If you ride a motorcycle, you operate a motor vehicle. The law holds you to the same standards as any other driver. Indeed, because you have a motorcycle, you might even find those laws more stringent in places. Those who make driving mistakes will have to pay for them, and the penalties might prove steep. A tarnished record could lead to legal and insurance challenges in the future. So, if you have a bad record, what can you do to improve it? How can you avoid committing offenses on your bike in the first place?
Take a close look at your responsibilities as a driver. The more attention you pay to your own safety, the bigger a favor you do to others on the road.
Why do Motorcyclists Have Driving Records?
Every driver has a record, including motorcyclists, and the reason is simple.
Driving is a public safety risk. When you get behind the wheel (or handlebars, that is), you operate a piece of heavy machinery. If used irresponsibly, your bike could harm or kill others or damage property. The authorities maintain driving records, along with licensing and insurance requirements, to hold drivers accountable.
Think of your record as a picture of your habits as a driver. It’s often a good indicator of how you use your bike now, and how you might in the future. However, that doesn’t mean you can’t control what goes on your record.
Penalties Impacting Your Driving Record
Your motorcycle record is like your school’s permanent record. If you do something wrong, your record will reflect those indiscretions. Some of the penalties impacting your record might include:
- Receiving a speeding ticket or other citation
- Failing to carry insurance on the bike
- Getting a DUI/DWI infraction
- Driving without a valid license
- Having a wreck for which you are at-fault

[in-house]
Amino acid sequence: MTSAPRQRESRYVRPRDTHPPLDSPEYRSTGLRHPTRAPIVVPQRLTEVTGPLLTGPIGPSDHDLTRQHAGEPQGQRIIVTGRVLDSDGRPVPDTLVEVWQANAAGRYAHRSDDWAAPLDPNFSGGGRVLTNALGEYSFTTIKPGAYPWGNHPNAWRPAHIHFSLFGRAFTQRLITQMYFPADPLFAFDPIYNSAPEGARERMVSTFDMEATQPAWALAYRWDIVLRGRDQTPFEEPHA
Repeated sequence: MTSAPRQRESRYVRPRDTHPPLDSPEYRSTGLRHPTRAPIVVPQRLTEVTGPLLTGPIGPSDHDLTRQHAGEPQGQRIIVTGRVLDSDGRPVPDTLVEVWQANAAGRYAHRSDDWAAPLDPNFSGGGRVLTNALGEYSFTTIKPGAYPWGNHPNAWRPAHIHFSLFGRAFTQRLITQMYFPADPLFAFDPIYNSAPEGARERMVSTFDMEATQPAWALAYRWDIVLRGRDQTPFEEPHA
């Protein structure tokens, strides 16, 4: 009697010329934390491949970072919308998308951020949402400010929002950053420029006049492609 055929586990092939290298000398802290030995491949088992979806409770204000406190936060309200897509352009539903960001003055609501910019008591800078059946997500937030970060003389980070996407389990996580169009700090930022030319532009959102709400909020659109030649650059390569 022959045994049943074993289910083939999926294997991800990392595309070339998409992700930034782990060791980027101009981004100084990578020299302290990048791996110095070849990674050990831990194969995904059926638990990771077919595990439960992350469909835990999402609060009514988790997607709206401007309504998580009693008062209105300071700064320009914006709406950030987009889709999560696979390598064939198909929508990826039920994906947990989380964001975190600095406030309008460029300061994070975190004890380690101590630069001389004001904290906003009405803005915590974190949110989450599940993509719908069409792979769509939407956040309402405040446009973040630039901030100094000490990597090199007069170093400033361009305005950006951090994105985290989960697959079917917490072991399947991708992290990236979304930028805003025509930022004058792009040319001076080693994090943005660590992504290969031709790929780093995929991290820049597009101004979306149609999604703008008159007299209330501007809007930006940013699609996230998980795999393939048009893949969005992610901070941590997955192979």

- Using a vehicle while committing a criminal act
The law expects you, and everyone else on the road, to follow the law. So, if you don’t, you can expect penalties to follow. These might include points on your license, fines, suspensions and more.
Depending on the severity of your actions, some infractions will only remain on your record for a couple of years. Others might remain indefinitely. Still, in both the short- and long-term, the penalties could prove cumbersome and costly.
How Your Record Follows You
You might think your driving record is something no one else will ever see. That’s not true. It might impact your ability to get a job if you do a task that involves significant driving, for example. However, where it will impact most people is in the realm of their insurance.
Motorcycle insurers charge drivers for their policies, in part, based on risks. Your risk is your likelihood of filing a claim. So, if you have a higher risk of filing a claim, your insurer might have to charge you more for your coverage. That’s because you pose more of a cost risk to them.
Your driving record reflects actions you commit while driving. So, they are often reliable measurements of some of the risk you pose to your insurer and others on the road. If you commit an offense, that means you might have a higher likelihood of filing a claim on your policy. As a result, your insurer might have to raise your policy rates because your record has a few red marks.
While some insurers put less weight on records when determining rates, it pays to keep yours clear. The fewer risks you present, the better your chances of paying more affordable rates.
How can you improve your record?
You cannot remove a charge once it appears on the record. You must wait for it to disappear. However, you can take steps to keep yourself safe in the first place. Being a defensive, proactive biker will likely keep you safer on the road.
- Always wear safety gear. This includes helmets, shoes and protective eyewear. Some states require certain bikers to wear safety gear, while others don’t. Nevertheless, regardless of requirements, wear these items in your own best interest.
- Never bike while impaired, or attempt to use a mobile device on your bike.
- Don’t assume that having a fast, flashy bike gives you any permission to speed. The speed limit applies to everyone.
- You might have to use hand signals to notify other drivers of your intentions to turn, slow or make other maneuvers. Learn these requirements and follow them.
- Carry a valid motorcycle insurance policy. Your state will require you to have minimum coverage. But, you have a lot of leeway to choose more acceptable coverage limits.
- Keep your license and registration with you at all times. Ensure you carry all specialty endorsements to ride the bike.
- Consider taking a motorcycle safety course. It can teach you valuable defensive driving techniques to keep yourself safe.
If you ever have questions about your driving record, contact your local DMV. Your insurer can also provide information on how your record affects your rates. In the end, simply by being a conscientious driver can you make your record look a lot better.